Schizophrenia around the time of pregnancy: Leveraging population-based health data and electronic health record data to fill knowledge gaps

Clare L. Taylor, Trine Munk-Olsen, Louise M. Howard, Simone N. Vigod*

*Corresponding author for this work

Research output: Contribution to journalReview articlepeer-review

9 Citations (Scopus)


BackgroundResearch in schizophrenia and pregnancy has traditionally been conducted in small samples. More recently, secondary analysis of routine healthcare data has facilitated access to data on large numbers of women with schizophrenia.AimsTo discuss four scientific advances using data from Canada, Denmark and the UK from population-level health registers and clinical data sources.MethodNarrative review of research from these three countries to illustrate key advances in the area of schizophrenia and pregnancy.ResultsHealth administrative and clinical data from electronic medical records have been used to identify population-level and clinical cohorts of women with schizophrenia, and follow them longitudinally along with their children. These data have demonstrated that fertility rates in women with schizophrenia have increased over time and have enabled documentation of the course of illness in relation with pregnancy, showing the early postpartum as the time of highest risk. As a result of large sample sizes, we have been able to understand the prevalence of and risk factors for rare outcomes that would be difficult to study in clinical research. Advanced pharmaco-epidemiological methods have been used to address confounding in studies of antipsychotic medications in pregnancy, to provide data about the benefits and risks of treatment for women and their care providers.ConclusionsUse of these data has advanced the field of research in schizophrenia and pregnancy. Future developments in use of electronic health records include access to richer data sources and use of modern technical advances such as machine learning and supporting team science.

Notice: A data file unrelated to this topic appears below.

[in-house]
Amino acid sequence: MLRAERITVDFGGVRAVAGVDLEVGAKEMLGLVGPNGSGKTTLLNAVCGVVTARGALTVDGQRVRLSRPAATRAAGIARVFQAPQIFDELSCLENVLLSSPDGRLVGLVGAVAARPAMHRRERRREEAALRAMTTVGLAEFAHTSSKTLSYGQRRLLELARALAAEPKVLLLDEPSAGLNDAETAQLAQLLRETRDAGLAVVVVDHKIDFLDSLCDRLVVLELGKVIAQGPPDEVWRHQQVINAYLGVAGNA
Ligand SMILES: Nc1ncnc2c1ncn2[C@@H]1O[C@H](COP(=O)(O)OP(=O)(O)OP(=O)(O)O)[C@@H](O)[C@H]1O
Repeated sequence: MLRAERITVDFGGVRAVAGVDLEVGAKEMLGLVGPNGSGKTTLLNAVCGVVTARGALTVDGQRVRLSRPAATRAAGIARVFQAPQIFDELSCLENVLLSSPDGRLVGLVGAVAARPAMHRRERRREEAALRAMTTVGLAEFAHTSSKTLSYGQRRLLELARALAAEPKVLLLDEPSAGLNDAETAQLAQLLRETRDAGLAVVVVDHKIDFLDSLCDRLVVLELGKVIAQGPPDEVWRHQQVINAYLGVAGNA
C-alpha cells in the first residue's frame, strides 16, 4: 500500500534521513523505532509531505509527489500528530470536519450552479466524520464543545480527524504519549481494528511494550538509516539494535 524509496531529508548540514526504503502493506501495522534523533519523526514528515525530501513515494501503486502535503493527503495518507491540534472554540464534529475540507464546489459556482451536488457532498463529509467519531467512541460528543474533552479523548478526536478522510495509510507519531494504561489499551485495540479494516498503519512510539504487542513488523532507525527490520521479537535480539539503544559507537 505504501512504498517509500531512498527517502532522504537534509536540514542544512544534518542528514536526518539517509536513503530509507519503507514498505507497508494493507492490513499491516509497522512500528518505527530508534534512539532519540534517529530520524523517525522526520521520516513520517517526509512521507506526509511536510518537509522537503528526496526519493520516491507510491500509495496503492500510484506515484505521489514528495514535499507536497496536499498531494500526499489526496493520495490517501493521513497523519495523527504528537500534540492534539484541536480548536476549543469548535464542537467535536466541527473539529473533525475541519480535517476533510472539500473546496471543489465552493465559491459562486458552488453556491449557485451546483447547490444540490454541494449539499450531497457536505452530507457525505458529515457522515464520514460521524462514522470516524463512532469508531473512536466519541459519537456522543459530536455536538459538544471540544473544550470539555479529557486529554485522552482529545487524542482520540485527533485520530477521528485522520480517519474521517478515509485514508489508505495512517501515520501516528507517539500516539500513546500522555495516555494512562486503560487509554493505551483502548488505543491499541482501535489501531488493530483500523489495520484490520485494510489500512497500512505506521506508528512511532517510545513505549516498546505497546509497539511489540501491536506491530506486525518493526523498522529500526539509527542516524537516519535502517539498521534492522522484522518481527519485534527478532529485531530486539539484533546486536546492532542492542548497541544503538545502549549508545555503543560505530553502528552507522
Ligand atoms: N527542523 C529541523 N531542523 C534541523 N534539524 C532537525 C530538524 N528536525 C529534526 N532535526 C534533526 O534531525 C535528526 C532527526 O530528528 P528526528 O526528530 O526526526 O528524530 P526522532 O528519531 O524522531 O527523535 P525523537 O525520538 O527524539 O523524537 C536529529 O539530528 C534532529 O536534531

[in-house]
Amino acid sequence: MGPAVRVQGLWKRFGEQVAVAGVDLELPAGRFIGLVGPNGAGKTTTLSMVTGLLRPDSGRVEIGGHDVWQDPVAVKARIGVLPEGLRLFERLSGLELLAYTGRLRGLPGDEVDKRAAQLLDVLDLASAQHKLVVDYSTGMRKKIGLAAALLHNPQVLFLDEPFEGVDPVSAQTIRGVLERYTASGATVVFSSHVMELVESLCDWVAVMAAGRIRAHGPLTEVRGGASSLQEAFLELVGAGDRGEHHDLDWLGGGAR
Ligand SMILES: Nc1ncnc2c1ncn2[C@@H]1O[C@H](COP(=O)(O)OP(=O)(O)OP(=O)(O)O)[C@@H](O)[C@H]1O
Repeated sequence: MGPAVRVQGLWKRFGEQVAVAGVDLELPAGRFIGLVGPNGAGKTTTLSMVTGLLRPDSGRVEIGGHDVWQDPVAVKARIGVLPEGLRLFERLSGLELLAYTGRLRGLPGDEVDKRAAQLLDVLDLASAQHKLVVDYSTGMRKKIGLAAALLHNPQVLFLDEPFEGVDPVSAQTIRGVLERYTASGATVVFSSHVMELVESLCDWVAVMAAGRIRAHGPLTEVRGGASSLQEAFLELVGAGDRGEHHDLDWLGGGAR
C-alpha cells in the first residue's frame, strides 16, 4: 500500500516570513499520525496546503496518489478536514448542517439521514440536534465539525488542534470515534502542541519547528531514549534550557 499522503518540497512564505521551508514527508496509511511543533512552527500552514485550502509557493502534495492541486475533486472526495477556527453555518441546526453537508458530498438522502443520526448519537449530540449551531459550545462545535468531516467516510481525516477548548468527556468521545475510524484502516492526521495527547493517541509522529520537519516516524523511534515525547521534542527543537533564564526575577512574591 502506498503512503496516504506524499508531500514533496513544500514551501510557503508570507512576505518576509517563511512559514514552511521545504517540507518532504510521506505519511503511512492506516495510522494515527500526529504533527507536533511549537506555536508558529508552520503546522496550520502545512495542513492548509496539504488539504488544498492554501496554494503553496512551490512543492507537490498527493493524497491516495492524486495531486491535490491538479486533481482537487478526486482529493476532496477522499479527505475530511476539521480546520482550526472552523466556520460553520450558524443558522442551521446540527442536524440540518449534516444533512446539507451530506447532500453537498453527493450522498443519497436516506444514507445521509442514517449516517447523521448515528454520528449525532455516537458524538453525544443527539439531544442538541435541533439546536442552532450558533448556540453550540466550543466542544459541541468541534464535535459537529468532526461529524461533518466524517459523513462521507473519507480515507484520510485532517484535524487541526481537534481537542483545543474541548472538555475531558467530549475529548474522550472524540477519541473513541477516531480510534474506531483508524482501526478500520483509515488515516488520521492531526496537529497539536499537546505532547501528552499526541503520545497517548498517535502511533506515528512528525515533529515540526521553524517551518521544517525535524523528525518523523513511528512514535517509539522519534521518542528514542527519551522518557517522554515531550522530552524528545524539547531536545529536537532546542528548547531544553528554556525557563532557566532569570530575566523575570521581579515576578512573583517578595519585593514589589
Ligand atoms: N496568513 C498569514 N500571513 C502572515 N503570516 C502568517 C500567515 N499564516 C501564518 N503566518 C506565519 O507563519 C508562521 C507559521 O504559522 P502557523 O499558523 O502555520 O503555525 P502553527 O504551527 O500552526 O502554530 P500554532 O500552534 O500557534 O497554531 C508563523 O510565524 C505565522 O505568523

Original languageEnglish
Article numbere97
JournalBJPsych Open
Issue number5
Publication statusPublished - 28 Sept 2020


  • epidemiology
  • information technologies
  • perinatal psychiatry
  • pregnancy
  • Schizophrenia


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